The white racial frame is a sociological concept developed largely by sociologist Joe E. Feagin. It takes us beyond the more commonly applied concepts of racial "prejudice" and bias when examining race. It affords a deeper, broader analysis of systemic racism.
The white racial frame is traced back to its early development in the seventeenth century. The frame structures the thinking process and shapes people’s perceptions of what they see or do not see in societal settings in regard to race.
Because racism has often been examined at the individual level (micro level), this limits an understanding of the complex, systemic nature of racism (macro level). Over time, the powerful racial frame is elaborated and embedded in the minds of most Americans through the socialization process, to the young and old as it takes place at home, in schools, in the workplace, the media, in courts.
Features of the white racial frame are learned and transmitted directly and indirectly through verbal instructions and behavior modeling by significant others. Some features of the white racial frame are racial stereotypes, prejudices, ideologies, and visual images.
Following the Civil Rights Movement of the 50’s and 60’s and the passage of civil right laws/policies, African Americans became optimistic about the possibility of achieving racial equality, that they, too, could achieve the American dream. However, none of the new laws/policies resulted in full racial equality between Blacks and whites. In fact, even Affirmative Action policies have benefitted white women more than African Americans or other people of color.
Many people assumed that the passage of equal opportunity laws and policies would automatically lead to equal opportunities for African Americans. Consequently, the image of the U.S. as a colorblind society evolved, suggesting racism was now dead or no longer relevant.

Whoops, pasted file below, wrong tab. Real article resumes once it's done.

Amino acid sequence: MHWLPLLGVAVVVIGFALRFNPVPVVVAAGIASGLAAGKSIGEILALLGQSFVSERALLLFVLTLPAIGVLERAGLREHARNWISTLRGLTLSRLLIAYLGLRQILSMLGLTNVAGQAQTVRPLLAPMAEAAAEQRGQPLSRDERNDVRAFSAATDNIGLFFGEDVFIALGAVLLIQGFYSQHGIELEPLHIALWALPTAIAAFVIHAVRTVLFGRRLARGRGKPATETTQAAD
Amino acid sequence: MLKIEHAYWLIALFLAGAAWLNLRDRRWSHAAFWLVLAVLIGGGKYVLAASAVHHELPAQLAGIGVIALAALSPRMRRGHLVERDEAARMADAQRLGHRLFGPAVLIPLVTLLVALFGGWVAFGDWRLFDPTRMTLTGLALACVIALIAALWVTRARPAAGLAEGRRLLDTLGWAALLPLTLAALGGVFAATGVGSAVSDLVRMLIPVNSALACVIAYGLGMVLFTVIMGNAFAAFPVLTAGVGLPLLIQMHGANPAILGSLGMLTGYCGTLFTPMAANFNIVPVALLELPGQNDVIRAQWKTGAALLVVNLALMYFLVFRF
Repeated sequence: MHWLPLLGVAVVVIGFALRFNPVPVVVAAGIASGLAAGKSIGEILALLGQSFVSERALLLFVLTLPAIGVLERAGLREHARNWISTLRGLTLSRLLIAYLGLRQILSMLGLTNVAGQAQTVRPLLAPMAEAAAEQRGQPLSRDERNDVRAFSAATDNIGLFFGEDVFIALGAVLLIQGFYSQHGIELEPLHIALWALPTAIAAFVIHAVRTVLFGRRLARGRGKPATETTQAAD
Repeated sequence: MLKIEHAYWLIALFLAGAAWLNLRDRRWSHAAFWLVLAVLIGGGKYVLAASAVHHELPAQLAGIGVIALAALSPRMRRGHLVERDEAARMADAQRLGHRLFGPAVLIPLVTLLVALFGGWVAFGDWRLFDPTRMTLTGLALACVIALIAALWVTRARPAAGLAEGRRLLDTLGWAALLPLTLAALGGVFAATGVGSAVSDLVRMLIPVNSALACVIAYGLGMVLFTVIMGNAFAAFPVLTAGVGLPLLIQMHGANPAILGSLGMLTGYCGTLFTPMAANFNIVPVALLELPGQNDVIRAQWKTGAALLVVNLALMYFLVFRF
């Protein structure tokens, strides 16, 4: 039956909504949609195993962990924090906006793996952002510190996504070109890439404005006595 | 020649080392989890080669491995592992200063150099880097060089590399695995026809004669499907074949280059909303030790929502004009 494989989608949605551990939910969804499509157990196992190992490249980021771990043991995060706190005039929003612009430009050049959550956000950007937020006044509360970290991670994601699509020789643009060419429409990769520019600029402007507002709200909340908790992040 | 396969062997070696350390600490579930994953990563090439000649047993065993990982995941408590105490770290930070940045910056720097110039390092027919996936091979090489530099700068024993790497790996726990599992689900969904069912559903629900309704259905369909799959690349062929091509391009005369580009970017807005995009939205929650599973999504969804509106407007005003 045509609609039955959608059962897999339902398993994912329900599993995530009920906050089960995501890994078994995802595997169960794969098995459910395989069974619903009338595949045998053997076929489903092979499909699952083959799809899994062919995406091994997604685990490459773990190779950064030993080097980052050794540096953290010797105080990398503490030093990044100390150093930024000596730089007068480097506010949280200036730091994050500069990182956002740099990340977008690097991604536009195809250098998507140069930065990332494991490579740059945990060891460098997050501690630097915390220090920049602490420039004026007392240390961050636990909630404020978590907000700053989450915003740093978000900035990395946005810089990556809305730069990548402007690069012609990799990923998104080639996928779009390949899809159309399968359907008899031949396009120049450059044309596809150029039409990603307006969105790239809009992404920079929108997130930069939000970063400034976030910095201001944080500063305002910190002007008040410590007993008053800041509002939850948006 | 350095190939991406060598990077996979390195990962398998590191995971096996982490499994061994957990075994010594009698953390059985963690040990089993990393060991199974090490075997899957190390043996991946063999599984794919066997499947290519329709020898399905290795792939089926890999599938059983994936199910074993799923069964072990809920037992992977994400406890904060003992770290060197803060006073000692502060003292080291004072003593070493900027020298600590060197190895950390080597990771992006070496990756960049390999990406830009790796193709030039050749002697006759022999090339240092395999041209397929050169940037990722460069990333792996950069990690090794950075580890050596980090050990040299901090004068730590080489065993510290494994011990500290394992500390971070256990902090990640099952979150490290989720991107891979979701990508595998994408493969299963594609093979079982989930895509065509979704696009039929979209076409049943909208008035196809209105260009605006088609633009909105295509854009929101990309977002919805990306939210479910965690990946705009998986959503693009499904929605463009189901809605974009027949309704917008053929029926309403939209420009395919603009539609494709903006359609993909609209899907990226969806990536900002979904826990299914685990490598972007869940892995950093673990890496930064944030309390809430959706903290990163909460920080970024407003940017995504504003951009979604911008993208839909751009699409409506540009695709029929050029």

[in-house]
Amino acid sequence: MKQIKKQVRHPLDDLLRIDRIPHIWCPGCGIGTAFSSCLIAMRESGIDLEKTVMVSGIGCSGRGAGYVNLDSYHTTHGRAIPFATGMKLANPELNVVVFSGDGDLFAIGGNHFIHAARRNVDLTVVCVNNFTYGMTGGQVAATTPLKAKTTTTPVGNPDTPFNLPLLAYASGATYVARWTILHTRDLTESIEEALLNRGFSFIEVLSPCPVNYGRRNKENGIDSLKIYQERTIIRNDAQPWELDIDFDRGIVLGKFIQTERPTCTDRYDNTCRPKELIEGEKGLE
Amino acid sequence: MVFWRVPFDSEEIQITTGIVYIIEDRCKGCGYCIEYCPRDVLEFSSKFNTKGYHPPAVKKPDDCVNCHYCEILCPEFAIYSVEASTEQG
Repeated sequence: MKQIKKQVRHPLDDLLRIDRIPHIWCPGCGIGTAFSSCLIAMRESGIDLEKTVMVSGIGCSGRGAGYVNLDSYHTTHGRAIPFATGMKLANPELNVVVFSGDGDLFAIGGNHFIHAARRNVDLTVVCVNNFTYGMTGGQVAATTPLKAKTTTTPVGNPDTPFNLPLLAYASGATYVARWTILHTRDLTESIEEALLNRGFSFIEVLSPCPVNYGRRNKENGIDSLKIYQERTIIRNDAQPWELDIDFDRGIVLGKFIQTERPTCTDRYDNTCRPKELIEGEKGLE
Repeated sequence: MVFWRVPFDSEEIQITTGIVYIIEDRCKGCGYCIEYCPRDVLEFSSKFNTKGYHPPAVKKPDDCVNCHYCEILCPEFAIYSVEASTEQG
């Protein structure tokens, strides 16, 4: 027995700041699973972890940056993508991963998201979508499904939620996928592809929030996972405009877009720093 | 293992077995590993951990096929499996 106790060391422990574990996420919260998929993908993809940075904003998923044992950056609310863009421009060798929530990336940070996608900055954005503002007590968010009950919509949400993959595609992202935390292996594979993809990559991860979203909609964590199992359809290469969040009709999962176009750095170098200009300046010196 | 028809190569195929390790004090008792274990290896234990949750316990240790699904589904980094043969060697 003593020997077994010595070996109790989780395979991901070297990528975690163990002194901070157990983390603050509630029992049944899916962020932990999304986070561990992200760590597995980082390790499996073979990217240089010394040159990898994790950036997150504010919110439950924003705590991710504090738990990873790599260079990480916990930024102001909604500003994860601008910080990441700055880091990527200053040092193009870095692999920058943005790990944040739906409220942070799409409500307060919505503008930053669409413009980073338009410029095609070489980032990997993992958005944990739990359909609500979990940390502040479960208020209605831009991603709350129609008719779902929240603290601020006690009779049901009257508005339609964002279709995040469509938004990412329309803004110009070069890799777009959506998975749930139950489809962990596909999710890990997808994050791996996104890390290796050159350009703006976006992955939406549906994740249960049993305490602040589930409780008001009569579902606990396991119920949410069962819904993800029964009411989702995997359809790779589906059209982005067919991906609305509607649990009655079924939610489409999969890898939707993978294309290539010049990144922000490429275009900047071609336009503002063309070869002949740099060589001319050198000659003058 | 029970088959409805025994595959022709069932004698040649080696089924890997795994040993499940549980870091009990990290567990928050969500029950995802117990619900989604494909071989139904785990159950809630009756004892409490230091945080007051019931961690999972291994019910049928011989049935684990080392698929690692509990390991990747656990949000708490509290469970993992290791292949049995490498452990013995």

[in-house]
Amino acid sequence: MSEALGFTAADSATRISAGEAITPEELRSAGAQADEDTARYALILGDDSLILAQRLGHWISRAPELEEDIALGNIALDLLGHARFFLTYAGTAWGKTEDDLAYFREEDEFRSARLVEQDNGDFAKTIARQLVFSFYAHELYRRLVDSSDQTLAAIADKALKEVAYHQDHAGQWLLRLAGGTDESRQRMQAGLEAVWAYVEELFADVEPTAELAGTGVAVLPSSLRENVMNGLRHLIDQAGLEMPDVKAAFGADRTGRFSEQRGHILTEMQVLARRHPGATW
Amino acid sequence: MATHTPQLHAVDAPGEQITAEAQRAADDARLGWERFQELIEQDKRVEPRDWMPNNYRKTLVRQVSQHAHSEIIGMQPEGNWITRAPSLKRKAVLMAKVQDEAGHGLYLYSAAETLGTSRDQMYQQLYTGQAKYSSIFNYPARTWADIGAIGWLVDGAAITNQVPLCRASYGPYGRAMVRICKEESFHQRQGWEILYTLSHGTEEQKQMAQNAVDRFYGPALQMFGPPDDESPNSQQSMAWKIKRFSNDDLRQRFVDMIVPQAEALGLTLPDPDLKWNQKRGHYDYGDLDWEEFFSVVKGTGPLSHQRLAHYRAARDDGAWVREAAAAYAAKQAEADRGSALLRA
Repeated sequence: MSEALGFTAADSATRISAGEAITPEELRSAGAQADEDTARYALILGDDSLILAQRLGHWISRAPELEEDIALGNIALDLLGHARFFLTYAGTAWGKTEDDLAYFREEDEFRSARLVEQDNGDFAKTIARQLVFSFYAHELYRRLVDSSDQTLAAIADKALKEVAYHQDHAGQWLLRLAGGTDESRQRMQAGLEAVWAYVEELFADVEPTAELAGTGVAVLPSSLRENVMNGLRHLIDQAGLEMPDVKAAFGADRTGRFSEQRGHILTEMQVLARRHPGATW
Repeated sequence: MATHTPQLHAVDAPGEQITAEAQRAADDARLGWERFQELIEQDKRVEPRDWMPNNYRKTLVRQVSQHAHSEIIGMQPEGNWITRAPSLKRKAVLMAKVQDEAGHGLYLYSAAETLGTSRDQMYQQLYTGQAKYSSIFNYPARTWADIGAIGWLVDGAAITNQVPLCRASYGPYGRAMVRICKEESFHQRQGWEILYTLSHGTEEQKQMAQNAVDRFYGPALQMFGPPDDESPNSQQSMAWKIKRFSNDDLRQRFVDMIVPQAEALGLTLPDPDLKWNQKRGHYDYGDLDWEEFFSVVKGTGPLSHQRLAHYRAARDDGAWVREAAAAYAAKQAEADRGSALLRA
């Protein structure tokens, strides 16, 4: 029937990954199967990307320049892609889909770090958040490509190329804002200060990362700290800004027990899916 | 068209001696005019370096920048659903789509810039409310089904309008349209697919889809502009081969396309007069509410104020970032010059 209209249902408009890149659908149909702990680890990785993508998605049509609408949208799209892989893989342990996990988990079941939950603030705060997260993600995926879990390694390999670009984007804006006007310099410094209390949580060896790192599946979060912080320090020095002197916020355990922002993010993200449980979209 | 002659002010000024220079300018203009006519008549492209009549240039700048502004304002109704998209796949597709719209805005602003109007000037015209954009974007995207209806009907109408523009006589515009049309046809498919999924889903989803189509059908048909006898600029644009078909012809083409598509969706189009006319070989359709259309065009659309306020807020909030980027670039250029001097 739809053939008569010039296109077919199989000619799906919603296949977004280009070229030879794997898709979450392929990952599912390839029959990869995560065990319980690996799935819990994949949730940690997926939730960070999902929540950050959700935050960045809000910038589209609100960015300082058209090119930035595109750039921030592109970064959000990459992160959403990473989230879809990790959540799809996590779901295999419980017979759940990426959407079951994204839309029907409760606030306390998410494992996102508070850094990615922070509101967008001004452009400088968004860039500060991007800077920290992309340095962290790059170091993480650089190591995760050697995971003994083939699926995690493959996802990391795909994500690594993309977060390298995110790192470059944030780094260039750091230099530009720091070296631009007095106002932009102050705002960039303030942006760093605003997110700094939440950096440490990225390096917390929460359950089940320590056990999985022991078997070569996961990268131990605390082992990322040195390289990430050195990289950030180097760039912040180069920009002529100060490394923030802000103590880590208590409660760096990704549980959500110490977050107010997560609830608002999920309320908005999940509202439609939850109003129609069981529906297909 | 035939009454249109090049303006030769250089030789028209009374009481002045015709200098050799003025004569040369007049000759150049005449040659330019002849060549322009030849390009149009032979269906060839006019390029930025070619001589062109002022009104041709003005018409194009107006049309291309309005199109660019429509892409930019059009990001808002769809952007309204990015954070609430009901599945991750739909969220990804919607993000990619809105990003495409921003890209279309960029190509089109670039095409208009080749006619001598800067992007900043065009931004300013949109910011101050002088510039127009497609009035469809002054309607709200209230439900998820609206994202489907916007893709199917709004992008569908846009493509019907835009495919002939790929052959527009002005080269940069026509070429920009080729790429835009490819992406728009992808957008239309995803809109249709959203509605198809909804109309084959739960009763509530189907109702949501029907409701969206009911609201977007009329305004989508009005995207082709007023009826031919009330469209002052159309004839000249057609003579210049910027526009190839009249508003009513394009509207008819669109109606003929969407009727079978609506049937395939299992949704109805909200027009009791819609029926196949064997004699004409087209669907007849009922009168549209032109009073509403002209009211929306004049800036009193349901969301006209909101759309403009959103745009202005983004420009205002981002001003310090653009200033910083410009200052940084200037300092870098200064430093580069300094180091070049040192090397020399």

But to believe this, one would need to be physically blind and deaf. Evidence of racism is all around us. In fact, there has been a resurgence of racism since the election of President Obama. It has been used to criticize President Obama in ways no other president has been criticized or disrespected.
But if and when African Americans respond in opposition to racism, white people accuse them of “playing the race card”.
My advice to those who have not walked in the shoes of the oppressed is to not discount their reality and to not deny the reality of your white privilege, because to deny it makes it more difficult to understand racial oppression.
For racial inequality to still exist at the level that it does today, as is evident in all of our social institutions, is disheartening and disappointing. Will we ever achieve racial equality and social justice in America as suggested by our social values?
Essie Manuel Rutledge is a Professor Emeritus of Sociology at Western Illinois University.
The opinions expressed are not necessarily those of the University or Tri States Public Radio. Diverse viewpoints are welcome and encouraged.